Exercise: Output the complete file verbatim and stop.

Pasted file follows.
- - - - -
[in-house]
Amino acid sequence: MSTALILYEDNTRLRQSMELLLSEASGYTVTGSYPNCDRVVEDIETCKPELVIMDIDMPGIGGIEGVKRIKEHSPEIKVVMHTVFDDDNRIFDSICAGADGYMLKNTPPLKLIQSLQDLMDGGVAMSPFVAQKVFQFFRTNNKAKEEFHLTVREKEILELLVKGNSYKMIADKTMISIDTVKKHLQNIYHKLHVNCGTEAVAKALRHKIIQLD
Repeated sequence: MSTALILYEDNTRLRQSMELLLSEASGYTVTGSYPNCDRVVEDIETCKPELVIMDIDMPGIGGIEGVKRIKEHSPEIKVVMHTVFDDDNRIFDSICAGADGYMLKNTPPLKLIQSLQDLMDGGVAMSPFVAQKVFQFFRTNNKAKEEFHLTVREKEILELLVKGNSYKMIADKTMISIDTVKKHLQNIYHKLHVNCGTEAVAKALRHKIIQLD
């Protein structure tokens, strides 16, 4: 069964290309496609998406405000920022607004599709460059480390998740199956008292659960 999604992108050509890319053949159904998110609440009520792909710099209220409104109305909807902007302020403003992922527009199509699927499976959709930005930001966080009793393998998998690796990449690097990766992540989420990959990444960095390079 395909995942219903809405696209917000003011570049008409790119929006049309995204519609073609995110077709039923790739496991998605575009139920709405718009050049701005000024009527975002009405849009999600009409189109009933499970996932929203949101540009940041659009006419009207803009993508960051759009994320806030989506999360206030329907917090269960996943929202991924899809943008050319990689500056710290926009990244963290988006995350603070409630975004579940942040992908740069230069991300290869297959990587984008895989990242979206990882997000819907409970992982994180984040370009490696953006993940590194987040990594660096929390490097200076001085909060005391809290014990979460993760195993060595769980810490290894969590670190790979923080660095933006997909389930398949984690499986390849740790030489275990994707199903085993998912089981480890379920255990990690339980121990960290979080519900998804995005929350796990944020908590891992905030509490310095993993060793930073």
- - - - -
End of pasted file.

[in-house]
Amino acid sequence: MSTALILYEDNTRLRQSMELLLSEASGYTVTGSYPNCDRVVEDIETCKPELVIMDIDMPGIGGIEGVKRIKEHSPEIKVVMHTVFDDDNRIFDSICAGADGYMLKNTPPLKLIQSLQDLMDGGVAMSPFVAQKVFQFFRTNNKAKEEFHLTVREKEILELLVKGNSYKMIADKTMISIDTVKKHLQNIYHKLHVNCGTEAVAKALRHKIIQLD
Repeated sequence: MSTALILYEDNTRLRQSMELLLSEASGYTVTGSYPNCDRVVEDIETCKPELVIMDIDMPGIGGIEGVKRIKEHSPEIKVVMHTVFDDDNRIFDSICAGADGYMLKNTPPLKLIQSLQDLMDGGVAMSPFVAQKVFQFFRTNNKAKEEFHLTVREKEILELLVKGNSYKMIADKTMISIDTVKKHLQNIYHKLHVNCGTEAVAKALRHKIIQLD
């Protein structure tokens, strides 16, 4: 069964290309496609998406405000920022607004599709460059480390998740199956008292659960 999604992108050509890319053949159904998110609440009520792909710099209220409104109305909807902007302020403003992922527009199509699927499976959709930005930001966080009793393998998998690796990449690097990766992540989420990959990444960095390079 395909995942219903809405696209917000003011570049008409790119929006049309995204519609073609995110077709039923790739496991998605575009139920709405718009050049701005000024009527975002009405849009999600009409189109009933499970996932929203949101540009940041659009006419009207803009993508960051759009994320806030989506999360206030329907917090269960996943929202991924899809943008050319990689500056710290926009990244963290988006995350603070409630975004579940942040992908740069230069991300290869297959990587984008895989990242979206990882997000819907409970992982994180984040370009490696953006993940590194987040990594660096929390490097200076001085909060005391809290014990979460993760195993060595769980810490290894969590670190790979923080660095933006997909389930398949984690499986390849740790030489275990994707199903085993998912089981480890379920255990990690339980121990960290979080519900998804995005929350796990944020908590891992905030509490310095993993060793930073």